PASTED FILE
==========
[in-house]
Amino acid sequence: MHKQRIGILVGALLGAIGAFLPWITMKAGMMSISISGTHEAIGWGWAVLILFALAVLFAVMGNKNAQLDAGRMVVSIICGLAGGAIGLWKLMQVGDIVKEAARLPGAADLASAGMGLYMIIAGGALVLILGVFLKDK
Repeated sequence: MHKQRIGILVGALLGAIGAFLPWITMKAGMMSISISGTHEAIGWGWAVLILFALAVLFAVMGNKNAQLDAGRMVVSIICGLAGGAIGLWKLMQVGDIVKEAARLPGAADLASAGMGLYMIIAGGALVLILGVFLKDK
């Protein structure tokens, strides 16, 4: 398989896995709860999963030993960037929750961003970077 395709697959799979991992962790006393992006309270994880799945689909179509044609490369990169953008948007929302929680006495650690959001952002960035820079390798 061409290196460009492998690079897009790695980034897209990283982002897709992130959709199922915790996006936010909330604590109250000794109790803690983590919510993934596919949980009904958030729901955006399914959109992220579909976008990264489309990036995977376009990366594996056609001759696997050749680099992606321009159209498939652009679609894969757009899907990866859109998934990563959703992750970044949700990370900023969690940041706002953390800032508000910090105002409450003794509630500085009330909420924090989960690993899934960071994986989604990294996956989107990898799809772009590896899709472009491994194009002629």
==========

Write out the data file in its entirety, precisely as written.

[in-house]
Amino acid sequence: MHKQRIGILVGALLGAIGAFLPWITMKAGMMSISISGTHEAIGWGWAVLILFALAVLFAVMGNKNAQLDAGRMVVSIICGLAGGAIGLWKLMQVGDIVKEAARLPGAADLASAGMGLYMIIAGGALVLILGVFLKDK
Repeated sequence: MHKQRIGILVGALLGAIGAFLPWITMKAGMMSISISGTHEAIGWGWAVLILFALAVLFAVMGNKNAQLDAGRMVVSIICGLAGGAIGLWKLMQVGDIVKEAARLPGAADLASAGMGLYMIIAGGALVLILGVFLKDK
């Protein structure tokens, strides 16, 4: 398989896995709860999963030993960037929750961003970077 395709697959799979991992962790006393992006309270994880799945689909179509044609490369990169953008948007929302929680006495650690959001952002960035820079390798 061409290196460009492998690079897009790695980034897209990283982002897709992130959709199922915790996006936010909330604590109250000794109790803690983590919510993934596919949980009904958030729901955006399914959109992220579909976008990264489309990036995977376009990366594996056609001759696997050749680099992606321009159209498939652009679609894969757009899907990866859109998934990563959703992750970044949700990370900023969690940041706002953390800032508000910090105002409450003794509630500085009330909420924090989960690993899934960071994986989604990294996956989107990898799809772009590896899709472009491994194009002629």